Game of Drones: Google’s AI is being used by US military drone programme
The search giant’s AI will be helping to analyze drone footage. Not everyone at the “don’t be evil” company is pleased. Gizmodo reports that some Google employees are not happy about providing their technology for military uses. Google’s TensorFlow AI systems are being used by the US Department of Defense’s (DoD) Project Maven, which was established in July last year to use machine learning and artificial intelligence to analyse the vast amount of footage shot by US drones. The initial intention is to have AI analyse the video, detect objects of interest and flag them for a human analyst to review. Drew Cukor, chief of the DoD’s Algorithmic Warfare Cross-Function Team, said in July: “People and computers will work symbiotically to increase the ability of weapon systems to detect objects. Eventually we hope that one analyst will be able to do twice as much work, potentially three times as much, as they’re doing now. That’s our goal.”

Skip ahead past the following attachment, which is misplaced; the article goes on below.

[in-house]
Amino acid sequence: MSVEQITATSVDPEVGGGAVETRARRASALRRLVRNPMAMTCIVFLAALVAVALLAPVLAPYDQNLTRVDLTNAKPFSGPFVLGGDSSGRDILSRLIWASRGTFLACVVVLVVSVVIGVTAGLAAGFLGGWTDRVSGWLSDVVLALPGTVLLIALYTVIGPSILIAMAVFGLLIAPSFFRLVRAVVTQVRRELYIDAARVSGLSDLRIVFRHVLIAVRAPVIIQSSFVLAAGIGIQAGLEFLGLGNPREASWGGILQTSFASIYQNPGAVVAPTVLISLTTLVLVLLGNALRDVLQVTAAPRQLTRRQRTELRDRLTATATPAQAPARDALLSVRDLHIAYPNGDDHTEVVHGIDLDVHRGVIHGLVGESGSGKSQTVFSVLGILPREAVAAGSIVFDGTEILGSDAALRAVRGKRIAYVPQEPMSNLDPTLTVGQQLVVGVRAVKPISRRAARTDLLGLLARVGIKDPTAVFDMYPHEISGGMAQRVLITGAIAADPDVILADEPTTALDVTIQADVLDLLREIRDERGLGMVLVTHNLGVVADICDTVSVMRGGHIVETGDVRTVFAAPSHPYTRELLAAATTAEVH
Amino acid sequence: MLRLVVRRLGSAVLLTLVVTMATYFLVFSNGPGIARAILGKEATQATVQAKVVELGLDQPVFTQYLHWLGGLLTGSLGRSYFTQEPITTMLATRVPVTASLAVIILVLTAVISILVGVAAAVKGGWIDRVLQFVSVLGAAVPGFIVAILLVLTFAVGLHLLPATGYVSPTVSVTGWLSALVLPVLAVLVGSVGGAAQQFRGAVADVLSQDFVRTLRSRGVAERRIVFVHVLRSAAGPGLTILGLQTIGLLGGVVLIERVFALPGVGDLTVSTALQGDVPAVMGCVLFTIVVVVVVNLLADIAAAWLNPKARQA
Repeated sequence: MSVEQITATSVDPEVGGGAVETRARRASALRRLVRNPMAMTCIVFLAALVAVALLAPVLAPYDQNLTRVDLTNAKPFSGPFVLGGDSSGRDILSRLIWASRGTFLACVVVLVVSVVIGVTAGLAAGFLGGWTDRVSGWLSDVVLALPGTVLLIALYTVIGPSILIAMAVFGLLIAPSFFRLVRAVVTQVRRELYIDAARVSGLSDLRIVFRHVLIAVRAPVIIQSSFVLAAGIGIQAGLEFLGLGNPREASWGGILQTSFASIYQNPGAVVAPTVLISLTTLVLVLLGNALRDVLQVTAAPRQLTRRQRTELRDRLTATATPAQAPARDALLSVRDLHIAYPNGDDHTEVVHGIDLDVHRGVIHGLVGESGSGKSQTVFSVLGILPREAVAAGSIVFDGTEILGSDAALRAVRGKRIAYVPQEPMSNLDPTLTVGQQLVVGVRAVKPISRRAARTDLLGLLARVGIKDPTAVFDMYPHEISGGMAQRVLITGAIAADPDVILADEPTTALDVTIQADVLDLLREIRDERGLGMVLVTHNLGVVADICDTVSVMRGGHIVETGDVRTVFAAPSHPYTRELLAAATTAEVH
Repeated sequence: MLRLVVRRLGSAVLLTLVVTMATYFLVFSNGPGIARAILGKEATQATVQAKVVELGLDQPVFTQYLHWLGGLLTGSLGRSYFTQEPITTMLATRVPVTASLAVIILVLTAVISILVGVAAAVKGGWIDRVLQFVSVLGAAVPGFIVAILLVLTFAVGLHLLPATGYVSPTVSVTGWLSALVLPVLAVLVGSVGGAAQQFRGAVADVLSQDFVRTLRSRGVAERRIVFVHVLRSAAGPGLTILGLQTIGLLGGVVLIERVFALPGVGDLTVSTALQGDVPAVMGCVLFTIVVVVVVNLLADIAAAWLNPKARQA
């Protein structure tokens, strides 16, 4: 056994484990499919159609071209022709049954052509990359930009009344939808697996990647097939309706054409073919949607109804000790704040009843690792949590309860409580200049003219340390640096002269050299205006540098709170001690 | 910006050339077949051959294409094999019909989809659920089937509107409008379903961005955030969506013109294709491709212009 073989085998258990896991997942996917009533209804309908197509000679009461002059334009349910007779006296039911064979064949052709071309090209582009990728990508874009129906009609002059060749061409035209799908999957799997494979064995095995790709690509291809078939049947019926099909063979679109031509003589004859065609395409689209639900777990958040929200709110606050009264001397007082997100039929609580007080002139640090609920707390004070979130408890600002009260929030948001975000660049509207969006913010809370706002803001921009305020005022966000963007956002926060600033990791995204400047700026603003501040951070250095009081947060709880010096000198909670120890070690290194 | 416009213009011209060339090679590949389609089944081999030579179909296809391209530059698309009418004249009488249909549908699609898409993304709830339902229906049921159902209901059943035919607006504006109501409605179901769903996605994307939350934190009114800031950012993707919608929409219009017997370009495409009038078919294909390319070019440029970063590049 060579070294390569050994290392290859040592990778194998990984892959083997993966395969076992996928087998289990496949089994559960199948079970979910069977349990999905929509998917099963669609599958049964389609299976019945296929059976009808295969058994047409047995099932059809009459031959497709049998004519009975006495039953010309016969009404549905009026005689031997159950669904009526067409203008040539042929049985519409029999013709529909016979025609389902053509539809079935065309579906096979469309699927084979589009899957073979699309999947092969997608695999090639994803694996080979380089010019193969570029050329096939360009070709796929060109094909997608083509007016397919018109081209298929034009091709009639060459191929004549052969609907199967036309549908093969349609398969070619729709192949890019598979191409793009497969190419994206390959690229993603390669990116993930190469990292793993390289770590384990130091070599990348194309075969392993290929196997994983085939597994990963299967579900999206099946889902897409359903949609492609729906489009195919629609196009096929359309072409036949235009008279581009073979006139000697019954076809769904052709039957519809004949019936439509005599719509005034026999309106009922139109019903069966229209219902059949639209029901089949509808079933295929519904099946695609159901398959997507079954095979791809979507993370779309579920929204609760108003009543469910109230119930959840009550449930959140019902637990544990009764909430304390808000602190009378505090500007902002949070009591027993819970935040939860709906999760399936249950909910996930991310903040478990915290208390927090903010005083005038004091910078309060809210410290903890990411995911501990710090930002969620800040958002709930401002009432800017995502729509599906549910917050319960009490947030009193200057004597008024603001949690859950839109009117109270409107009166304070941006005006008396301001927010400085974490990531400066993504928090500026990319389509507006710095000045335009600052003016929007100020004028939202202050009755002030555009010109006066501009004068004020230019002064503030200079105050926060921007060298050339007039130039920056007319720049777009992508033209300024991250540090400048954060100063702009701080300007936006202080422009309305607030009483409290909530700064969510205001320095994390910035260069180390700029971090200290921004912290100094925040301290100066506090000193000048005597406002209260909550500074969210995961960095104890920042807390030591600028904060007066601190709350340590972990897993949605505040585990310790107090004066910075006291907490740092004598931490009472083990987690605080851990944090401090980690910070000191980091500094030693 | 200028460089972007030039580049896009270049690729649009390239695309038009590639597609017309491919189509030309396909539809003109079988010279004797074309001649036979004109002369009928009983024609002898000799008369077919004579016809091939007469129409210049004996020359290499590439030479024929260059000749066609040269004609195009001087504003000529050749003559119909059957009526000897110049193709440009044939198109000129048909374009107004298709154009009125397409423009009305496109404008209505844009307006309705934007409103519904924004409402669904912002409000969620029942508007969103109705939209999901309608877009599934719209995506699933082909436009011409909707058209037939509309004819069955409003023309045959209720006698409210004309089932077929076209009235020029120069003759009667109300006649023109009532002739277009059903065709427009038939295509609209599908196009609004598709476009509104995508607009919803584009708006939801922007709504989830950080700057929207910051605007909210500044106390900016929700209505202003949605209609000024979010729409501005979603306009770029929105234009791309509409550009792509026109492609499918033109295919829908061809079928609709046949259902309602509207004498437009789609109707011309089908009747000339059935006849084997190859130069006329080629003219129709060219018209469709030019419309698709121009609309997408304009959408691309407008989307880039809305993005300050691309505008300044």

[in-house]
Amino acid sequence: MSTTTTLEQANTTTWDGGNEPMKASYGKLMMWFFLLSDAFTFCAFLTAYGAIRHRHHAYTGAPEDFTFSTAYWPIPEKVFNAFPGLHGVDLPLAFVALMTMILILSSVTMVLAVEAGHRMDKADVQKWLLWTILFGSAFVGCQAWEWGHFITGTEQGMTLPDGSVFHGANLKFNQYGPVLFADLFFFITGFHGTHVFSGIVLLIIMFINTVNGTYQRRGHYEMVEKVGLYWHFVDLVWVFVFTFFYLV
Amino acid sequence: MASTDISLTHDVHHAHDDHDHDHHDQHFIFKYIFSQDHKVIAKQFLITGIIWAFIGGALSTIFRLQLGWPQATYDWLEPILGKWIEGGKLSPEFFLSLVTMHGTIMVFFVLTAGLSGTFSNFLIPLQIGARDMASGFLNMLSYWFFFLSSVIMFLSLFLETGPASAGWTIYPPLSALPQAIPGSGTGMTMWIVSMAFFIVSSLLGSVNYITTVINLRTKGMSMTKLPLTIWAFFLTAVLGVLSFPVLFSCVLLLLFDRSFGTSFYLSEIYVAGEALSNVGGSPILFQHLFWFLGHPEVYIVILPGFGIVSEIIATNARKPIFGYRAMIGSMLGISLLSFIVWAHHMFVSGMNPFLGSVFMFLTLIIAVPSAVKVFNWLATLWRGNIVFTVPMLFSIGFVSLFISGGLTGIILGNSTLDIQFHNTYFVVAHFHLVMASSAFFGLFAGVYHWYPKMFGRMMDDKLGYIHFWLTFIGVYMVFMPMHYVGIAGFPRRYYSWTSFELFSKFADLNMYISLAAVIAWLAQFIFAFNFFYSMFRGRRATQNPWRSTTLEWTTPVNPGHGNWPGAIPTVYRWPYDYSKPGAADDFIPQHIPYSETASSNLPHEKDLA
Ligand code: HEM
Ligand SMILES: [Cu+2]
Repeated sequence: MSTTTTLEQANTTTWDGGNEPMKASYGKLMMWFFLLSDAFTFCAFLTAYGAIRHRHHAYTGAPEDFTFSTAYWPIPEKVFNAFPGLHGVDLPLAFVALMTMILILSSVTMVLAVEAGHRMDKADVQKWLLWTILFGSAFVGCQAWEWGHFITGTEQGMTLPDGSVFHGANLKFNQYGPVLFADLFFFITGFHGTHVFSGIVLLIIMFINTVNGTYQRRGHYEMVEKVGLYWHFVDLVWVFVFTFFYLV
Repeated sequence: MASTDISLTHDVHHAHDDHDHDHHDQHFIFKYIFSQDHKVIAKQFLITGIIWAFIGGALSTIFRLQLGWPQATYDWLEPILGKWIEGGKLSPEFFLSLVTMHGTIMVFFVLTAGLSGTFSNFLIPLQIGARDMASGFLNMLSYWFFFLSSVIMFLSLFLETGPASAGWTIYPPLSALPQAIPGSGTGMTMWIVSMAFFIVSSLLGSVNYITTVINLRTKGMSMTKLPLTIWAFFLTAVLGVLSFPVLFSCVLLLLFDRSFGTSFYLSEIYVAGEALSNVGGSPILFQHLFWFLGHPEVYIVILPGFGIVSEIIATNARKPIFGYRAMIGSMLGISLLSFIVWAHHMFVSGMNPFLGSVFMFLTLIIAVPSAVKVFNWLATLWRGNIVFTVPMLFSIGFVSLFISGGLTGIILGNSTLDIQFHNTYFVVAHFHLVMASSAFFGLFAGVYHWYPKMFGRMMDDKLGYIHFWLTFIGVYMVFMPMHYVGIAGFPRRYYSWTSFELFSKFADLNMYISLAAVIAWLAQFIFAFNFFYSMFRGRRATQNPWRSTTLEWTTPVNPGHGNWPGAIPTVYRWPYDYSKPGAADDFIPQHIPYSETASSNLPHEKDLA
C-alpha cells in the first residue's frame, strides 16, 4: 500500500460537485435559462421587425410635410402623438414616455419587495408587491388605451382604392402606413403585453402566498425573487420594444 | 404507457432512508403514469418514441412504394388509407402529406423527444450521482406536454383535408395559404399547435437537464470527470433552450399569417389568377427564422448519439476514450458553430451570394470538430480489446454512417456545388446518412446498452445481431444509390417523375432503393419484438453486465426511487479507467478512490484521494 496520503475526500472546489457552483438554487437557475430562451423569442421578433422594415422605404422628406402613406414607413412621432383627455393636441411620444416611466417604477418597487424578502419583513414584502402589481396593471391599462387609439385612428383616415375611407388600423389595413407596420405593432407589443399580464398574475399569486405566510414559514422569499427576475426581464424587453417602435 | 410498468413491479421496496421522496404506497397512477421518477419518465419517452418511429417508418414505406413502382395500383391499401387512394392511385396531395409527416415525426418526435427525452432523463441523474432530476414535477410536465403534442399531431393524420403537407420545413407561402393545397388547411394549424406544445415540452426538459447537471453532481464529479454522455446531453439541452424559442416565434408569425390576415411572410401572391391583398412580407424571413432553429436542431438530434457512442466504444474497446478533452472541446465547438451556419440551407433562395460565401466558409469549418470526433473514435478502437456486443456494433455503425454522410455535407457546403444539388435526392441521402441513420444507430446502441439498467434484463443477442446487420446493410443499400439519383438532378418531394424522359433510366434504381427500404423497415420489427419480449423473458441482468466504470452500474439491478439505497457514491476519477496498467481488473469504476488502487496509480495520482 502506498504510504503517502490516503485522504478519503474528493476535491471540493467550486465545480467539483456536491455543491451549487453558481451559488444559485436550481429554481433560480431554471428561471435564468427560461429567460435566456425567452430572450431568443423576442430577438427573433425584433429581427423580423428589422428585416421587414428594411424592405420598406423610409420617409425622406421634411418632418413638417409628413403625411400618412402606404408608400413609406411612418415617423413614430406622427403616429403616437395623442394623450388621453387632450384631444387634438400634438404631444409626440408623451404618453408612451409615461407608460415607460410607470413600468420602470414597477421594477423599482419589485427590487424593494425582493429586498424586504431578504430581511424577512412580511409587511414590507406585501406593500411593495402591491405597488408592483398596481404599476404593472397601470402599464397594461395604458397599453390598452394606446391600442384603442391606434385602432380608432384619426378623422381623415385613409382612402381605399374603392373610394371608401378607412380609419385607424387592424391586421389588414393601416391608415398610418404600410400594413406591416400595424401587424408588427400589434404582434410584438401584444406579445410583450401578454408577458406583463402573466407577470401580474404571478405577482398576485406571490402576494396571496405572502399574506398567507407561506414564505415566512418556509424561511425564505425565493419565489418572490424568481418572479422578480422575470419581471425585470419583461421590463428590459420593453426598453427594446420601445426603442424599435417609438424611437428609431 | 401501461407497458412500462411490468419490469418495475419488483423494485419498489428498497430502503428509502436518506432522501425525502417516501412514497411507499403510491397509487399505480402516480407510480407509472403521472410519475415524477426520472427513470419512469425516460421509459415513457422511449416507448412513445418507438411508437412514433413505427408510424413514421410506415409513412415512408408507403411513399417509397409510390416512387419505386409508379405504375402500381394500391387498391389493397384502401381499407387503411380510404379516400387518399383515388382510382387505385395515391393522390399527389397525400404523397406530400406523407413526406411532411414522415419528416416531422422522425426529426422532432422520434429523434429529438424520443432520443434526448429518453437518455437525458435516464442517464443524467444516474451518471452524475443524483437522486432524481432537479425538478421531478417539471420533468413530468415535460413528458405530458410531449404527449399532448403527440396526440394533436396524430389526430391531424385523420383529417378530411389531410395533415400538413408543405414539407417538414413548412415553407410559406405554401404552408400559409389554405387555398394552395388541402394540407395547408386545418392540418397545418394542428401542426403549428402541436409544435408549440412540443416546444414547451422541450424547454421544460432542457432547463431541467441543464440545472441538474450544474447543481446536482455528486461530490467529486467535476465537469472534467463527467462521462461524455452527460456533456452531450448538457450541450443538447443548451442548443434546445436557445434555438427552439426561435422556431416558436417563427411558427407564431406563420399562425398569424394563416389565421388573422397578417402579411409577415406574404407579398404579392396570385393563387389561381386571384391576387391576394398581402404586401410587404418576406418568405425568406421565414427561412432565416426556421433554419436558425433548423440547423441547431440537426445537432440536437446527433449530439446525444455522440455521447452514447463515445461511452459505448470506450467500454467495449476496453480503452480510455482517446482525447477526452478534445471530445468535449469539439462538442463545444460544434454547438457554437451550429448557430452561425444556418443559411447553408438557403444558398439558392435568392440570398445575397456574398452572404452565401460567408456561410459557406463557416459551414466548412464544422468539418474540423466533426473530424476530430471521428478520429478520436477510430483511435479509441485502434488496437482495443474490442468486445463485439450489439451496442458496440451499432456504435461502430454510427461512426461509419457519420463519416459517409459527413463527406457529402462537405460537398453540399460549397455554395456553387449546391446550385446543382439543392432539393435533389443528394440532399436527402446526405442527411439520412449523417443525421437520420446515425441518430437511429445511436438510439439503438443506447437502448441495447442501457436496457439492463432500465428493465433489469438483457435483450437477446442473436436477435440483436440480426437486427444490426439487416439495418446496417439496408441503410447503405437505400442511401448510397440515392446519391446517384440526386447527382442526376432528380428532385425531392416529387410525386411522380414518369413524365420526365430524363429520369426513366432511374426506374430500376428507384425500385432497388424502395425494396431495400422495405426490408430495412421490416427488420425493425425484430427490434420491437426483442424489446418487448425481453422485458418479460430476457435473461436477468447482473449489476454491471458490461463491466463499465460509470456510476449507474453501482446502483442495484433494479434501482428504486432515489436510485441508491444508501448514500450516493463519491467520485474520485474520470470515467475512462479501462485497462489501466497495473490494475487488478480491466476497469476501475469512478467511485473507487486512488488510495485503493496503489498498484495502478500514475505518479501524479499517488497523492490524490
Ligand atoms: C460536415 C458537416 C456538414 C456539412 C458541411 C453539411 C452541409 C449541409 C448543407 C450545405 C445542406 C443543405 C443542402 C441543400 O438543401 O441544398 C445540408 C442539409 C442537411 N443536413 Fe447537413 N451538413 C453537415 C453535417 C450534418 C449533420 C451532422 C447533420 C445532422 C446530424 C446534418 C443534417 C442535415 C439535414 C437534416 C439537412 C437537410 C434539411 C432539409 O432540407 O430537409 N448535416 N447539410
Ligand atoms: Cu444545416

Project Maven forms part of the $7.4bn spent on AI and data processing by the DoD, and has seen the Pentagon partner with various academics and experts in the field of AI and data processing. It has reportedly already been put into use against Islamic State. A Google spokesperson said: “This specific project is a pilot with the Department of Defense, to provide open source TensorFlow APIs that can assist in object recognition on unclassified data. The technology flags images for human review, and is for non-offensive uses only.”
Google has a mixed history with defence contracts. When it bought robotics firm Shaft, it pulled the company’s systems from a Pentagon competition, while it cut defence-related contracts on buying the satellite startup Skybox. When it owned robotics firm Boston Dynamics, the company was attempting to make a robotic packhorse for ground troops, which was ultimately rejected by the US marines because it was too noisy. The company’s cloud services division currently does not offer systems designed to hold information classified as secret, where its competitors Amazon and Microsoft do. When Google bought the UK ’s artificial intelligence firm DeepMind in 2014 for £400m, the company set up an AI ethics board, which was tasked with reviewing the company’s use of AI, although details of the board were still not made public three years later.